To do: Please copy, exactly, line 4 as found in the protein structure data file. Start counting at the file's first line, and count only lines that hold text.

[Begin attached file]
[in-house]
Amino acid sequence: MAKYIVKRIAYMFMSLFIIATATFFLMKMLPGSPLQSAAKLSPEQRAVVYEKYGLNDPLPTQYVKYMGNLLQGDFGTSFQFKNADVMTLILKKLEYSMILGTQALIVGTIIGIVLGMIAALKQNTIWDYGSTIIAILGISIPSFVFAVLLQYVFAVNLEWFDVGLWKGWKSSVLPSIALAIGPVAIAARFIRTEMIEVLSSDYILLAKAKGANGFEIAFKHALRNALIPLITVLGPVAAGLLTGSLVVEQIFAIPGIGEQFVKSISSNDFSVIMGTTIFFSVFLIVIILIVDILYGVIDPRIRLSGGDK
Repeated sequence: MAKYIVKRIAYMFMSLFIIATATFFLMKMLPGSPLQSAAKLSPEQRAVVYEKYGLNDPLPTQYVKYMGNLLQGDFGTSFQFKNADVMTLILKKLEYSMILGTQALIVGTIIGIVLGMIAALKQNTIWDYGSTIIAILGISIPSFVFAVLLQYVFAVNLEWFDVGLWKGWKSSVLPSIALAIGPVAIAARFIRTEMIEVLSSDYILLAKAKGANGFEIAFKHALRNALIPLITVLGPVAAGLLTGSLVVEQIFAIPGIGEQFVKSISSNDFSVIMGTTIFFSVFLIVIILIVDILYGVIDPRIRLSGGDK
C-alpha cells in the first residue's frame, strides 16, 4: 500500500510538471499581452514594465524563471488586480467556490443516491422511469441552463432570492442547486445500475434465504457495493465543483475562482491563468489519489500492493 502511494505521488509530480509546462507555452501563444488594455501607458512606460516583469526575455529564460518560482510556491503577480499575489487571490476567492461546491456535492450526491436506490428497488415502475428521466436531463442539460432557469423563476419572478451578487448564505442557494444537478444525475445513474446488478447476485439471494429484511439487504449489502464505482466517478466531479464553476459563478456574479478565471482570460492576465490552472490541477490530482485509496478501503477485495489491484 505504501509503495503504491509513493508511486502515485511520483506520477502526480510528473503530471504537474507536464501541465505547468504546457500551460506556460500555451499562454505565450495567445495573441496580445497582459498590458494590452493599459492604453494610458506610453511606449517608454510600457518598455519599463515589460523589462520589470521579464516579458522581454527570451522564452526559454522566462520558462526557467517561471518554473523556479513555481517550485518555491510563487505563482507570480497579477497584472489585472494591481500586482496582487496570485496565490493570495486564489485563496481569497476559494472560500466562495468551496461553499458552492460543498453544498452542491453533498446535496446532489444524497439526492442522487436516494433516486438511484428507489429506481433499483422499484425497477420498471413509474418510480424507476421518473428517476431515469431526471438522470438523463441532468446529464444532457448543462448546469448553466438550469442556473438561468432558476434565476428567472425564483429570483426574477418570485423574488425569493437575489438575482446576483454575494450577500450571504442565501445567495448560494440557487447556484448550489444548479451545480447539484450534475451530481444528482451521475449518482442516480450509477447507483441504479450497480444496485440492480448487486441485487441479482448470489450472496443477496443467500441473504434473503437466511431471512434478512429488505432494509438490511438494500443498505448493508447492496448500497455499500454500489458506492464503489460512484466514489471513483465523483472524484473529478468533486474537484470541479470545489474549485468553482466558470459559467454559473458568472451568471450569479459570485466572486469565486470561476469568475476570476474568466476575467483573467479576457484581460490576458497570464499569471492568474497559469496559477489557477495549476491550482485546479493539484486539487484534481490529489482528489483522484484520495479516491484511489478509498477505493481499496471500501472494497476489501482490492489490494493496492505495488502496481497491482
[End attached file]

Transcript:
C-alpha cells in the first residue's frame, strides 16, 4: 500500500510538471499581452514594465524563471488586480467556490443516491422511469441552463432570492442547486445500475434465504457495493465543483475562482491563468489519489500492493 502511494505521488509530480509546462507555452501563444488594455501607458512606460516583469526575455529564460518560482510556491503577480499575489487571490476567492461546491456535492450526491436506490428497488415502475428521466436531463442539460432557469423563476419572478451578487448564505442557494444537478444525475445513474446488478447476485439471494429484511439487504449489502464505482466517478466531479464553476459563478456574479478565471482570460492576465490552472490541477490530482485509496478501503477485495489491484 505504501509503495503504491509513493508511486502515485511520483506520477502526480510528473503530471504537474507536464501541465505547468504546457500551460506556460500555451499562454505565450495567445495573441496580445497582459498590458494590452493599459492604453494610458506610453511606449517608454510600457518598455519599463515589460523589462520589470521579464516579458522581454527570451522564452526559454522566462520558462526557467517561471518554473523556479513555481517550485518555491510563487505563482507570480497579477497584472489585472494591481500586482496582487496570485496565490493570495486564489485563496481569497476559494472560500466562495468551496461553499458552492460543498453544498452542491453533498446535496446532489444524497439526492442522487436516494433516486438511484428507489429506481433499483422499484425497477420498471413509474418510480424507476421518473428517476431515469431526471438522470438523463441532468446529464444532457448543462448546469448553466438550469442556473438561468432558476434565476428567472425564483429570483426574477418570485423574488425569493437575489438575482446576483454575494450577500450571504442565501445567495448560494440557487447556484448550489444548479451545480447539484450534475451530481444528482451521475449518482442516480450509477447507483441504479450497480444496485440492480448487486441485487441479482448470489450472496443477496443467500441473504434473503437466511431471512434478512429488505432494509438490511438494500443498505448493508447492496448500497455499500454500489458506492464503489460512484466514489471513483465523483472524484473529478468533486474537484470541479470545489474549485468553482466558470459559467454559473458568472451568471450569479459570485466572486469565486470561476469568475476570476474568466476575467483573467479576457484581460490576458497570464499569471492568474497559469496559477489557477495549476491550482485546479493539484486539487484534481490529489482528489483522484484520495479516491484511489478509498477505493481499496471500501472494497476489501482490492489490494493496492505495488502496481497491482